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The boundary within: demolitions, dream projects and the negotiation of Hinduness in Banaras

Vera Lazzaretti

In summer 2017,1 one of the buildings on the eastern side of the controversial Kashi Vishvanath temple and Gyan Vapi mosque compound in Banaras2 was demolished. This was the Vyas Bhavan, the house of the Brahman ritual specialists who had managed the area between temple and mosque, at the core of Banaras’s old city, since at least the 19th century. Its demolition was part of the first phase of implementation of the "Kashi Vishvanath Corridor” - a lavish government project of urban renewal, often referred to as Prime Minister Narendra Modi's "dream project.”3 The house had opened onto a wide maidan, an open area that, although squashed between the temple and mosque, had developed into an independent Hindu ritual arena supervised by members of the Vyas family. It is through and from this boundary space that I explore here the politics of religion in contemporary Banaras.

Because of its strategic position, the house and surrounding maidan had long been a target for adhigrahan, or acquisition, for the expansion of Kashi Vishvanath, the city’s most prominent temple that attracts crowds of devotees daily. Entertained by various state governments in recent decades, plans for expansion had not amounted to much until 2017, even though a few houses in the neighbourhood had been acquired by wealthy individuals and donated to the temple over the years. The idea gained new impetus, however, when the Bharatiya Janata Party (BJP) achieved a crushing electoral victory in Uttar Pradesh in March 2017 and Yogi Adityanath - a well-known and controversial renouncer and champion of the Hindutva cause - became chief minister. The Corridor began to materialise at a fast pace.

Since 2013 I have spent many hours in that boundary space, within the walls of that house that is no more, developing a deep ethnographic relationship with the then head of the family, the ageing Kedarnath Vyas. When demolitions for the Corridor began in the neighbourhood, I spent time experiencing, observing and talking with residents and frequenters about that seismic change. I draw on these ethnographic explorations to argue that the demolition of the Vyas Bhavan signalled the exposure and then collapse of a material and symbolic boundary - not only one that separated and connected temple and mosque and thus two religious communities (Hindus and Muslims), but one that, at a closer look, afforded negotiations of Hinduness.

The Corridor and its urban abjection

The emphasis placed on vikds, or development, by Modi’s BJP since the 2014 national election campaign has had considerable impact on Banaras - a city long imagined as “sitting outside of mortal time, and as a seemingly unique urban site with a particular (‘Hindu’) religious character” (Dodson 2012: 1). As Modi's own constituency, it has become a preferred showcase for the BJP's development and cultural agenda, of which the Corridor is perhaps the most ambitious manifestation.4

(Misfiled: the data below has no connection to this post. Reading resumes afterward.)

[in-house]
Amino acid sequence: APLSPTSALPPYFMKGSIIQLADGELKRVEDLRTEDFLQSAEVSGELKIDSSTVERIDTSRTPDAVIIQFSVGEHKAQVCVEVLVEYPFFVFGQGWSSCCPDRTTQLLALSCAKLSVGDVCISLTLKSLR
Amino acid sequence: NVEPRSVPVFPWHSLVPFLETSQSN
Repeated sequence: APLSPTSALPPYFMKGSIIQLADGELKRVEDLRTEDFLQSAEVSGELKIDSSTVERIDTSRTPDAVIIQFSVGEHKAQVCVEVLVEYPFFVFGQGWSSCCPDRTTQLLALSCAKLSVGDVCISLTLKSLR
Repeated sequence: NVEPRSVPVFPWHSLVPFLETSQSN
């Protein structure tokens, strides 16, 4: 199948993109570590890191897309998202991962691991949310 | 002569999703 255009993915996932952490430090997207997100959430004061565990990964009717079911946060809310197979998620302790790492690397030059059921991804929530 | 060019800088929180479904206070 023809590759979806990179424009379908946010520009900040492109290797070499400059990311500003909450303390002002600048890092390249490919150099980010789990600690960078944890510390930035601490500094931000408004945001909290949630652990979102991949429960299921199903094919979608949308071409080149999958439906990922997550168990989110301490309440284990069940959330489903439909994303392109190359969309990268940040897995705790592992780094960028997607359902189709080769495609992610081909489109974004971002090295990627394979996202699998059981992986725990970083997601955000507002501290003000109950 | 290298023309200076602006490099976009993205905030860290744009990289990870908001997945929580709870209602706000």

The project is intended to create a wide access path (karidor or pathve) that connects the temple to the Ganges River and features a wide-open space with an exhibition hall, cafes and cultural and religious performance stages. It targets an area of around 50,000 square metres, previously characterised by cramped galls, or lanes, and narrow intersections, and entailed the acquisition and demolition of about 300 residential, commercial and religious buildings, whose owners have been compensated to varying degrees but who have been displaced for good. According to its advocates, the beautification (saundaryikaran) of the previously congested pakka mohalla5 around the Kashi Vishvanath temple will contribute to turning the city into a world-class tourist destination.6

A detailed discussion of the kind of space envisioned in this project is beyond the scope of this chapter, but the literature about such “spatial cleansing” suggests that the Corridor may well resemble a theme park, "partially made up of ancient materials but heavily restored and refurbished to suit modern ideas about the past” (Herzfeld 2006: 132; cf. Brosius 2012). Certainly, the Corridor seems to be inspired by the “world-class aesthetic” discussed by Ghertner in his work on urban development and beautification in millennial Delhi, which is a "sensory knowledge that allows for the easy differentiation between what is or is not worldclass and the associated visual criteria that set the boundary between what does or does not belong in a place with world-class ambitions” (Ghertner 2015: 9). Producing these spaces, then, necessarily entails a process of "urban abjection” that leaves behind unwanted social groups and spaces (Ibid. 79; cf. Kuldova and Varghese 2017). However, while in Delhi and other aspiring-to-be-world-class cities the abject is made up of the urban poor, slums and their occupiers, the Corridor in Banaras leaves behind a variety of other people and remnants, some of which are less expected than others.

For one thing, the Corridor is not only a flagship development project but also a controversial endeavour tinted with saffron - the colour associated with Hindu nationalism - and likely to irreversibly exclude Muslims from the centre of the city. The Kashi Vishvanath temple indeed shares a large compound with the Gyan Vapi mosque, a prominent Mughal structure frequented for prayers by Sunni Muslims. Due to its controversial history,7 the mosque was targeted for destruction by Hindu nationalists who, during the Ramjanmabhumi movement that led to the destruction of the Babri mosque in Ayodhya, specified Gyan Vapi as one of the two places to be "liberated” next from the Muslim presence. As a consequence of this campaign, the area became subject to security arrangements in the 1990s